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Peony43 : climate-change-planning   36

Climate Change, Markets, and Marxism by Adair Turner - Project Syndicate
True, the need to tackle climate change does pose a challenge to simplistic and extreme free-market ideology. Free markets alone cannot cope with the “externalities” that arise when economic activities produce harmful consequences that impose no direct cost on individual producers and consumers. And climate change is the biggest externality of all, with the harmful consequences likely to be suffered by future generations worldwide, rather than primarily by those currently producing and consuming fossil fuels.
As a result, significant public policy interventions are required. These should include carbon prices, which create incentives for reducing emissions; regulations mandating more energy-efficient buildings, consumer appliances, and vehicles; and subsidies to nascent technologies that have not yet achieved the economies of scale required for low-cost production.
regulation-good  collective-action  market-fundamentalism  climate-change-planning 
november 2018 by Peony43
The Climate Crisis? It’s Capitalism, Stupid - The New York Times
The real culprit of the climate crisis is not any particular form of consumption, production or regulation but rather the very way in which we globally produce, which is for profit rather than for sustainability. So long as this order is in place, the crisis will continue and, given its progressive nature, worsen. This is a hard fact to confront. But averting our eyes from a seemingly intractable problem does not make it any less a problem. It should be stated plainly: It’s capitalism that is at fault.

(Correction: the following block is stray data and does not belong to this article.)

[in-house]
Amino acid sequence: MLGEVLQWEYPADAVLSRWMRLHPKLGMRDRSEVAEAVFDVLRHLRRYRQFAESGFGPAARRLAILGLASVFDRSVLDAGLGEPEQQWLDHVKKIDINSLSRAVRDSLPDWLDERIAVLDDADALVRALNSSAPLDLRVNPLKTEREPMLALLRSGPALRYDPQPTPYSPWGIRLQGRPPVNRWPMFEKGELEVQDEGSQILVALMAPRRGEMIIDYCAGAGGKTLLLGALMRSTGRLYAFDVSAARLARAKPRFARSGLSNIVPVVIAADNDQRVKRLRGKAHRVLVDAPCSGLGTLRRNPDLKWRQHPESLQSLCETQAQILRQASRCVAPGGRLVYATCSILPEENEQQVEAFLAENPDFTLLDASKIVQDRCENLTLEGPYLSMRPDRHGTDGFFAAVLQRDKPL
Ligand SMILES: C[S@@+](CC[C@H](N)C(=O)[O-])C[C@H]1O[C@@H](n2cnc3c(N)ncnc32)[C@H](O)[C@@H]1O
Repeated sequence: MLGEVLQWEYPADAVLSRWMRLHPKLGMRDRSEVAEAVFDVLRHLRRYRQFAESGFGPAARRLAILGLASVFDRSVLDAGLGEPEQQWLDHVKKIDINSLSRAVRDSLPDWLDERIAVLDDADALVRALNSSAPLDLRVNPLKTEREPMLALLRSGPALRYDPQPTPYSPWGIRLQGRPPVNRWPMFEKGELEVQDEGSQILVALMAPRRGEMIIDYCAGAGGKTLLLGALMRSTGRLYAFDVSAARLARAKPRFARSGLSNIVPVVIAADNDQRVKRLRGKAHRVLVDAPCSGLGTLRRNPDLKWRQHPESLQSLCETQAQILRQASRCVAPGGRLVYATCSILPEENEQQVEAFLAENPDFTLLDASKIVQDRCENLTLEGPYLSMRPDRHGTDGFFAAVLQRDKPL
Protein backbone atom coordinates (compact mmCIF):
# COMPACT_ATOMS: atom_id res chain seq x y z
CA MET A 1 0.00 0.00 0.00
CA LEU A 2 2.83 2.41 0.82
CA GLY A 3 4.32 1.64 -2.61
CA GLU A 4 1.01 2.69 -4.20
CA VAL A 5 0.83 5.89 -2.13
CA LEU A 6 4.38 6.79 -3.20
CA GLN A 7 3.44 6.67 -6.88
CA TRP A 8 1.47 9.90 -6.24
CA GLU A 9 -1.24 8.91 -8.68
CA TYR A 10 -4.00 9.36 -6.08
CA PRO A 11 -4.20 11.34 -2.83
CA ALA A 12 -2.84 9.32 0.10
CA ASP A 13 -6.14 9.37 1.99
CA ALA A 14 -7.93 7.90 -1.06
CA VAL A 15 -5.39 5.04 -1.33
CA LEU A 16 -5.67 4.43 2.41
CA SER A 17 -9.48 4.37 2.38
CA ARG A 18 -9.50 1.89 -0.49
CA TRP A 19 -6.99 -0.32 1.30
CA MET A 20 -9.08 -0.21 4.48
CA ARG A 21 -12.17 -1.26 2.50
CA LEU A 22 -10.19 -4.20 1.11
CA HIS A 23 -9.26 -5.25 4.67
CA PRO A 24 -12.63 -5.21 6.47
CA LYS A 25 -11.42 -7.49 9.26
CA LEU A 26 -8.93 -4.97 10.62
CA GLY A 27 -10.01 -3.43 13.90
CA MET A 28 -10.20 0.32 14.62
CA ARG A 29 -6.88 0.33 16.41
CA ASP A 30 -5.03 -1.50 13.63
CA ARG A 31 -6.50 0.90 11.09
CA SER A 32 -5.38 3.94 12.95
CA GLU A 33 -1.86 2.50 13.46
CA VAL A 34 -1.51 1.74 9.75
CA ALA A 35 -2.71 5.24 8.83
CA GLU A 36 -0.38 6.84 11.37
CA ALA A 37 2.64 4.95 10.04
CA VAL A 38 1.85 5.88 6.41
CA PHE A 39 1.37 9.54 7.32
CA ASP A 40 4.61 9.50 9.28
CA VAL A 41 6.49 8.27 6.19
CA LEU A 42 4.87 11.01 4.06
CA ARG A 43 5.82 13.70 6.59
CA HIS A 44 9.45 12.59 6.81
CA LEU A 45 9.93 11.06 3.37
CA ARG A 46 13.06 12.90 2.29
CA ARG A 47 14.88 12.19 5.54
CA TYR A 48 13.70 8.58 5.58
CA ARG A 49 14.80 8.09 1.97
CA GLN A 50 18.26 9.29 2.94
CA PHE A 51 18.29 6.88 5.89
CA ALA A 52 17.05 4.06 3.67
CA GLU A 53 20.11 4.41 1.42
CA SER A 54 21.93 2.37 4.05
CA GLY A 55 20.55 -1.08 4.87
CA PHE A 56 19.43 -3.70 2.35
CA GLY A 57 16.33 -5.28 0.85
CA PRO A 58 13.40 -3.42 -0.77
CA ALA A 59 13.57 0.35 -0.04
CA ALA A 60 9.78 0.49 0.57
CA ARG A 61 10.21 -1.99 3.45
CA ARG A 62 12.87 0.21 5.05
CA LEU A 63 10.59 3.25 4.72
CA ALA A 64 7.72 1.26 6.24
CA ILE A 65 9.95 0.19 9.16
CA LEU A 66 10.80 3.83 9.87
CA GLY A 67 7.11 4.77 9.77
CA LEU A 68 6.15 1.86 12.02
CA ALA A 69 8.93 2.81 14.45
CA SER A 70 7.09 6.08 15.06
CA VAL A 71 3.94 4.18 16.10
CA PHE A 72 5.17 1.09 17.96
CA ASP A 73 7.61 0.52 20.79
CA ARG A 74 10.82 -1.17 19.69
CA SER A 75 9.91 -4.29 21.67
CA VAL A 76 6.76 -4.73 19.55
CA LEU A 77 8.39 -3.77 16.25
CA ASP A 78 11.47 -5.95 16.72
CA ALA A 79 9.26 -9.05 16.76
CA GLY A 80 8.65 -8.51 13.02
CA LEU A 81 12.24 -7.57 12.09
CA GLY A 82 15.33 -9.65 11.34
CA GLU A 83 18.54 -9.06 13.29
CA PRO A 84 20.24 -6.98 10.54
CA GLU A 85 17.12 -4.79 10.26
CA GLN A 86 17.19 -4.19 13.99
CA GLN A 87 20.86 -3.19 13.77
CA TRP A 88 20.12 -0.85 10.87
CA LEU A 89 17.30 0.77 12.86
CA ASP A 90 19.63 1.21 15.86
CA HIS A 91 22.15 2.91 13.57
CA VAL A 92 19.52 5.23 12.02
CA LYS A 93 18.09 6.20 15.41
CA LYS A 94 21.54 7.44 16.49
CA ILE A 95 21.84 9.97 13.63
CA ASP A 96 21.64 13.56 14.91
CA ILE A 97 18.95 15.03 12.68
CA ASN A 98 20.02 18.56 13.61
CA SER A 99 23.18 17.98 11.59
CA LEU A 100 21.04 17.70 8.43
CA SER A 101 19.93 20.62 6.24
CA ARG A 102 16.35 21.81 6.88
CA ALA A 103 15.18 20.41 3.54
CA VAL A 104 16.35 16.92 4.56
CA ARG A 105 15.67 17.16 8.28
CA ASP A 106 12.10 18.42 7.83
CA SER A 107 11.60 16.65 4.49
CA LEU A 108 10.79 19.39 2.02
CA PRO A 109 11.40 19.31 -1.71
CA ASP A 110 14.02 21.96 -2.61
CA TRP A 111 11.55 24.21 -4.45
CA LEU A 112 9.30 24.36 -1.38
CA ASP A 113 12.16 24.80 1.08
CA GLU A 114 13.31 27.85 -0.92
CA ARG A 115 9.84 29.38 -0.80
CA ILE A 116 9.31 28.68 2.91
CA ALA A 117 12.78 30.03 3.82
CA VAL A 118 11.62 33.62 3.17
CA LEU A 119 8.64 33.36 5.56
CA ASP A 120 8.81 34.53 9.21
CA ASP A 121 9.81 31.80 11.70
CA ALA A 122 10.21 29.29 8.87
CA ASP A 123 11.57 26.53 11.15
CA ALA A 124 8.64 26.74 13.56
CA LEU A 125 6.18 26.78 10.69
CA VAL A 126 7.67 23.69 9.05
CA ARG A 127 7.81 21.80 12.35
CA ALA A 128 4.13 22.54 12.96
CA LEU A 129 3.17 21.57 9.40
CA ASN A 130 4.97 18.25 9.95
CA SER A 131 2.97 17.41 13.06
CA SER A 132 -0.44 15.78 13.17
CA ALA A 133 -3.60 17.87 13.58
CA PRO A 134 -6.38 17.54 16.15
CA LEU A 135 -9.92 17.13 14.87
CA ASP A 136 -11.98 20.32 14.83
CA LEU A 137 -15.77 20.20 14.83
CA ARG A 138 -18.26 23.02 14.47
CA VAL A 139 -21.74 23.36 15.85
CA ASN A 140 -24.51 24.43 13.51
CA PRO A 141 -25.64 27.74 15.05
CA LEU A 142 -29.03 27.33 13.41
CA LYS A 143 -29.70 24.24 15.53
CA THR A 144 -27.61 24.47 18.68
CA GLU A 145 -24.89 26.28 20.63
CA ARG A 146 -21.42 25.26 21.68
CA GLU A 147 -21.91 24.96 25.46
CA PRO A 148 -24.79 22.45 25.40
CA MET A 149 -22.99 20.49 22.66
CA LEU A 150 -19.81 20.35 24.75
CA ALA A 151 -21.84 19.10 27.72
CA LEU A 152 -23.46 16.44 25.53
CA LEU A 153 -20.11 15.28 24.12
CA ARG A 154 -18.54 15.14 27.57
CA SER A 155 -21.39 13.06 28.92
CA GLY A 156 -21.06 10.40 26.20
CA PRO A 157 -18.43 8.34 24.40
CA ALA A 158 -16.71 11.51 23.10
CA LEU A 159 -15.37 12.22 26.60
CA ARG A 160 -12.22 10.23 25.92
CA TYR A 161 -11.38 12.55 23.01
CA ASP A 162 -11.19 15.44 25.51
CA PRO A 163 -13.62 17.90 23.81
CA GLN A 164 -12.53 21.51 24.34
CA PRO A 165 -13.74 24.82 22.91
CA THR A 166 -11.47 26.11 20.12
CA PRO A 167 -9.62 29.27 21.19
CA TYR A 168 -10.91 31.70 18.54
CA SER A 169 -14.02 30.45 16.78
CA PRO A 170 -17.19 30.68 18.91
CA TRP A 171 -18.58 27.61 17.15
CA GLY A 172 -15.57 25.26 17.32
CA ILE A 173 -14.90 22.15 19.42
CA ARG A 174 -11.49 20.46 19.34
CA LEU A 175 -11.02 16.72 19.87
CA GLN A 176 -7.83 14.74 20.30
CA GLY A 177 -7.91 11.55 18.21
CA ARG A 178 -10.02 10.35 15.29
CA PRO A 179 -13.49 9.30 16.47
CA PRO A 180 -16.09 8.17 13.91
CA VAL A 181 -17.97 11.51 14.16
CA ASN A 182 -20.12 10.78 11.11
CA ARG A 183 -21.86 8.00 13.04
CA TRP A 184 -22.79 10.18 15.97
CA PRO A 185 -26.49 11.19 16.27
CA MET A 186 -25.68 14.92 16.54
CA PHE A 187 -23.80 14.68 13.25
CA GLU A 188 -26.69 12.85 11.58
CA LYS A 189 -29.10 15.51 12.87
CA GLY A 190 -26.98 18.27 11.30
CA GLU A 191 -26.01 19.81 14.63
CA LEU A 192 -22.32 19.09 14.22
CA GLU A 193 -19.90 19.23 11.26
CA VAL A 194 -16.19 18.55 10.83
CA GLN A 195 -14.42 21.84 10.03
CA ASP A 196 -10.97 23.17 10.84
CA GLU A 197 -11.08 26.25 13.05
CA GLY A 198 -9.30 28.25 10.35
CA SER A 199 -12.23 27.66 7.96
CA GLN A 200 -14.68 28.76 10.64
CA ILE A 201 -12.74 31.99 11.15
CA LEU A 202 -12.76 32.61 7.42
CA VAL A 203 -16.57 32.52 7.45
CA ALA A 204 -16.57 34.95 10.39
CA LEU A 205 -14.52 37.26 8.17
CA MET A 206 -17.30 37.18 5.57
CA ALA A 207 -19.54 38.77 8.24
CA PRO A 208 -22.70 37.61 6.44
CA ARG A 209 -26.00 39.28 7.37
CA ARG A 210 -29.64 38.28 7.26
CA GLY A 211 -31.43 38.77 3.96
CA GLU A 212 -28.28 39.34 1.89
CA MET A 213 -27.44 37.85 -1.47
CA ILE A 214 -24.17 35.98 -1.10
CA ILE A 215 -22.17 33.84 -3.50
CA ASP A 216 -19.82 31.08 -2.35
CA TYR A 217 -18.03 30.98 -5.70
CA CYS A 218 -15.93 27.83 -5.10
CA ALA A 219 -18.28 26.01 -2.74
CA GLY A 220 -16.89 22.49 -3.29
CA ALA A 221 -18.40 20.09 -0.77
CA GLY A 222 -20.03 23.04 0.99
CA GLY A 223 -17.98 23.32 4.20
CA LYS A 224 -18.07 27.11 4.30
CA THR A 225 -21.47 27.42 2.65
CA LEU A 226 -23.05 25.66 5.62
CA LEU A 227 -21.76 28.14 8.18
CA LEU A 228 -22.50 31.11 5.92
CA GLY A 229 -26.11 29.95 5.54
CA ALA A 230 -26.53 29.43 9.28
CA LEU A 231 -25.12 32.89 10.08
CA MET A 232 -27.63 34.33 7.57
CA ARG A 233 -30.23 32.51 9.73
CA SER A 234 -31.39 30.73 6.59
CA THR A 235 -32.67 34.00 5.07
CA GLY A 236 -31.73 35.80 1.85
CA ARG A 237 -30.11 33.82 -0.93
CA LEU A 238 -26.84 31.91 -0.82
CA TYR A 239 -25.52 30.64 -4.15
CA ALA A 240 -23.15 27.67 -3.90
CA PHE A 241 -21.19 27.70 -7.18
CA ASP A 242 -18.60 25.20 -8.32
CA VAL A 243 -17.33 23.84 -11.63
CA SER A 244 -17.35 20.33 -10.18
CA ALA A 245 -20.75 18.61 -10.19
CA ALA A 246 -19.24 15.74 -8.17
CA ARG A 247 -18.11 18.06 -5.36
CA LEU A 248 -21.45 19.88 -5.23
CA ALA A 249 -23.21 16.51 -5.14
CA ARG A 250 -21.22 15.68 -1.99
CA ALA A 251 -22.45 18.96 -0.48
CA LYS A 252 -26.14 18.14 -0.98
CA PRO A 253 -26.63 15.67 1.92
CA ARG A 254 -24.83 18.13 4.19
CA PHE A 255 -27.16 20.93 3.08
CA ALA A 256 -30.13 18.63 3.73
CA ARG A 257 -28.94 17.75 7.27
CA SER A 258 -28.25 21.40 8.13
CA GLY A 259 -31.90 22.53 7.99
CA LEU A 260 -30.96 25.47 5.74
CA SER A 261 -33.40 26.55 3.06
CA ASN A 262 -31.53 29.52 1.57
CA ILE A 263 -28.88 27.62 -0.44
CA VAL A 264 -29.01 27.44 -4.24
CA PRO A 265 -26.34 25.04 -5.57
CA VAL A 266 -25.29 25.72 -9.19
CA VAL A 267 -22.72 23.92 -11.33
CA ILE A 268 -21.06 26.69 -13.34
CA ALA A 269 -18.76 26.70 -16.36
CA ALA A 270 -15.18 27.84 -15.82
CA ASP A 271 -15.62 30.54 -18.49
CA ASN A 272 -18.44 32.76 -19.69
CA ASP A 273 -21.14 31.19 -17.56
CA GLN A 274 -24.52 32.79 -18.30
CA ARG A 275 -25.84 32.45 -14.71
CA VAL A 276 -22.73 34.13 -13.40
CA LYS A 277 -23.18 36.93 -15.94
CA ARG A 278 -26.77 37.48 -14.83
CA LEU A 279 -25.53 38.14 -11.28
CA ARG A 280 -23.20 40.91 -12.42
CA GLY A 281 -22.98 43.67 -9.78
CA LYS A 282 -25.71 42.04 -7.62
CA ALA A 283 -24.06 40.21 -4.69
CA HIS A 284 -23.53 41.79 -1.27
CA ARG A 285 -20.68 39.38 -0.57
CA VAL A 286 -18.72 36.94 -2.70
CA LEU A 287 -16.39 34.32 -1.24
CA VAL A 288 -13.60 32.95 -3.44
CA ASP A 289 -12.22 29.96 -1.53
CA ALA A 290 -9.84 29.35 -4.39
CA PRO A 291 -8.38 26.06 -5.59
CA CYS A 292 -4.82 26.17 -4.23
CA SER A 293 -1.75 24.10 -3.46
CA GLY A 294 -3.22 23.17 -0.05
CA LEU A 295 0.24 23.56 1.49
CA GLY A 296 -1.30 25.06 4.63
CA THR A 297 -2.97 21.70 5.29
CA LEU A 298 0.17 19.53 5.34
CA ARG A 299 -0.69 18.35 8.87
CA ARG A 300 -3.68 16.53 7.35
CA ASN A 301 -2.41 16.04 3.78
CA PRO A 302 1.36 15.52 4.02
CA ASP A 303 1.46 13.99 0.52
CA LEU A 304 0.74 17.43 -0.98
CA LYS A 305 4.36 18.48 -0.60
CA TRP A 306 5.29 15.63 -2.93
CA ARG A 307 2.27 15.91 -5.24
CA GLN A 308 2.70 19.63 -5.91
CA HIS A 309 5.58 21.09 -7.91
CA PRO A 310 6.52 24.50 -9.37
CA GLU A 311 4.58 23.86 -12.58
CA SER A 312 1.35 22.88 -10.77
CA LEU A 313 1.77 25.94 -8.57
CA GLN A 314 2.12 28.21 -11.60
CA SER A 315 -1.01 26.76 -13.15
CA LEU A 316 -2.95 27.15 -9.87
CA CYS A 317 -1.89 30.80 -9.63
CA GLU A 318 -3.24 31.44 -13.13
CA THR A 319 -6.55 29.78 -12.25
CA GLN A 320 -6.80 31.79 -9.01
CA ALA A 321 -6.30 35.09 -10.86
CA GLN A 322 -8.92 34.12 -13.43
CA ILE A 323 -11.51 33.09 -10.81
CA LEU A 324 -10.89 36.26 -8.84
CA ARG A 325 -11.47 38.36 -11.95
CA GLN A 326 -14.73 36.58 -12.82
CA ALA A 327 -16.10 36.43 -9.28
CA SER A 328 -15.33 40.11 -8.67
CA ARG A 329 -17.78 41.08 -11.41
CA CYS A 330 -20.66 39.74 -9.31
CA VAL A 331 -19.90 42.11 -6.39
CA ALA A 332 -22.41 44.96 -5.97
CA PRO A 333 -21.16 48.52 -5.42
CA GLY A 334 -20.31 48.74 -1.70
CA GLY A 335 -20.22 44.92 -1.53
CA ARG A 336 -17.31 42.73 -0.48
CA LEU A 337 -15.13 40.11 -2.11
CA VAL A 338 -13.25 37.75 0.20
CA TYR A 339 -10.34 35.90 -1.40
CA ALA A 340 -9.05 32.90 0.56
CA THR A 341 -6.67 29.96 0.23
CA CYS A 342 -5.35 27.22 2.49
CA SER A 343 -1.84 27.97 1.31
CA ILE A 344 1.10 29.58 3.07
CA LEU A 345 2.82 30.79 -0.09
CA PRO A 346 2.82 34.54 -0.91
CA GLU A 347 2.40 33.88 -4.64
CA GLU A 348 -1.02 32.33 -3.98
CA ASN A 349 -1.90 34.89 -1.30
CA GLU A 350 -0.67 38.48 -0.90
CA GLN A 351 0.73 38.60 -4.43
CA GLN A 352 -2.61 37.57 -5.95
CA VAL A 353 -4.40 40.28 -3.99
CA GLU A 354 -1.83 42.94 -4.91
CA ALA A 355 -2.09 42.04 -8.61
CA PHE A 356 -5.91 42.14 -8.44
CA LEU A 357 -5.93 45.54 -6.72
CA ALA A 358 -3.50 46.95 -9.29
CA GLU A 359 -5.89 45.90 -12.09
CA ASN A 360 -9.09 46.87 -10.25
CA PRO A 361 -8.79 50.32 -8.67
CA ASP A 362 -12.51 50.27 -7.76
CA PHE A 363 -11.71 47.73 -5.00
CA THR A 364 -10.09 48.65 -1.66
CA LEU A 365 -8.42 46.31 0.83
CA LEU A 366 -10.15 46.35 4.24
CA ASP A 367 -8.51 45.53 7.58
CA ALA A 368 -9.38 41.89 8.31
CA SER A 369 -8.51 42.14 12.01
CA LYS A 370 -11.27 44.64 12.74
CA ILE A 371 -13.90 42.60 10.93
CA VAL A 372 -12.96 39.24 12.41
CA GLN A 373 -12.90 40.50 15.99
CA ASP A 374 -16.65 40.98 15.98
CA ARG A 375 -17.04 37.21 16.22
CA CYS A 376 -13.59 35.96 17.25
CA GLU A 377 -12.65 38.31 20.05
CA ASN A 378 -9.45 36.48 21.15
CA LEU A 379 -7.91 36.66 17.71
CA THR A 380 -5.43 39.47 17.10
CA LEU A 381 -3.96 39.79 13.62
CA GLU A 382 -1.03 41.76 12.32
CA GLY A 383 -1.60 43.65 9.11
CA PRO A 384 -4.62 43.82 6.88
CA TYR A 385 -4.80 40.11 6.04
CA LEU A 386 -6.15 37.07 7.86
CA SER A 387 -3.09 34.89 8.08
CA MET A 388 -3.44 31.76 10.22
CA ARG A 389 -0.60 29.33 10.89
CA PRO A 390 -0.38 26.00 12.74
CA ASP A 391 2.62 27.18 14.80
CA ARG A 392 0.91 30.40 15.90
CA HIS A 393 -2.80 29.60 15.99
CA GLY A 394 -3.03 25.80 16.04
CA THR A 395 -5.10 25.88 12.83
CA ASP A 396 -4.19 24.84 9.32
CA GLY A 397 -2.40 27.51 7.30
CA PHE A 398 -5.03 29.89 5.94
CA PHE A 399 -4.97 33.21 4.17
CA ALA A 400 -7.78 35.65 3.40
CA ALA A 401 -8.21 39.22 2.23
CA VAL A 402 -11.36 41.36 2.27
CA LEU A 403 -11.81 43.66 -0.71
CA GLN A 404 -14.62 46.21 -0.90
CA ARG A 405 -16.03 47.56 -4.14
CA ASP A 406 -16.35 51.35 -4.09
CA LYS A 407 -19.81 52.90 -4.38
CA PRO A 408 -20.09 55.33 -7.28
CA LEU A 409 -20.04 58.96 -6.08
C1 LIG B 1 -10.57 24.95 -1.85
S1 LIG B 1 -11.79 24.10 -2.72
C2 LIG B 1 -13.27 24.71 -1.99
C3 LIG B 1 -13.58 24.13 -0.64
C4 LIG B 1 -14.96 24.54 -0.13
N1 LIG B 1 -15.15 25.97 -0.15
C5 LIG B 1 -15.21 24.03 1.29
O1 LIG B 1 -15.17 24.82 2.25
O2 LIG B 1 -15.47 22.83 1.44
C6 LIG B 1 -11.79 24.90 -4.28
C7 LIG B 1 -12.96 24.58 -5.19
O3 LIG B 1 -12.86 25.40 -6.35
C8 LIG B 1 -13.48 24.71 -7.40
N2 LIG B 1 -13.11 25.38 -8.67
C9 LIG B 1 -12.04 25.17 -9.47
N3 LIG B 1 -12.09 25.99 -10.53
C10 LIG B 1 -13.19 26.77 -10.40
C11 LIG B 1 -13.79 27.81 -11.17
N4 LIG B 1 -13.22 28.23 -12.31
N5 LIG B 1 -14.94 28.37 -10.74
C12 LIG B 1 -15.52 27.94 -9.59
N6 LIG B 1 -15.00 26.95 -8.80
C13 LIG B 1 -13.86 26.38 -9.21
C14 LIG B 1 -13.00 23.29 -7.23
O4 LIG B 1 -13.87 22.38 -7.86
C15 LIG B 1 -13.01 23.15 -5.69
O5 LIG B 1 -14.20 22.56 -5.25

sustainability  climate-change-planning  capitalism-bad 
november 2017 by Peony43
Harvey and Irma are the new normal. It’s time to move away from the coasts. - The Washington Post
When Congress votes on whether to reauthorize the deeply indebted flood program this month, it could remove the regulation that those who file claims must rebuild near the wrack line. Instead, the program could offer discounted flood insurance to homeowners in the highest-risk areas, with a caveat: In return for lower premiums, those homeowners would agree to accept buyouts if their properties were damaged during a flood. This would help keep insurance rates affordable for low- and middle-income homeowners (a daunting task given that the program is both federally subsidized and tens of billions of dollars in debt) while encouraging folks to move out of harm’s way.
flooding-solutions?  climate-change-planning 
september 2017 by Peony43

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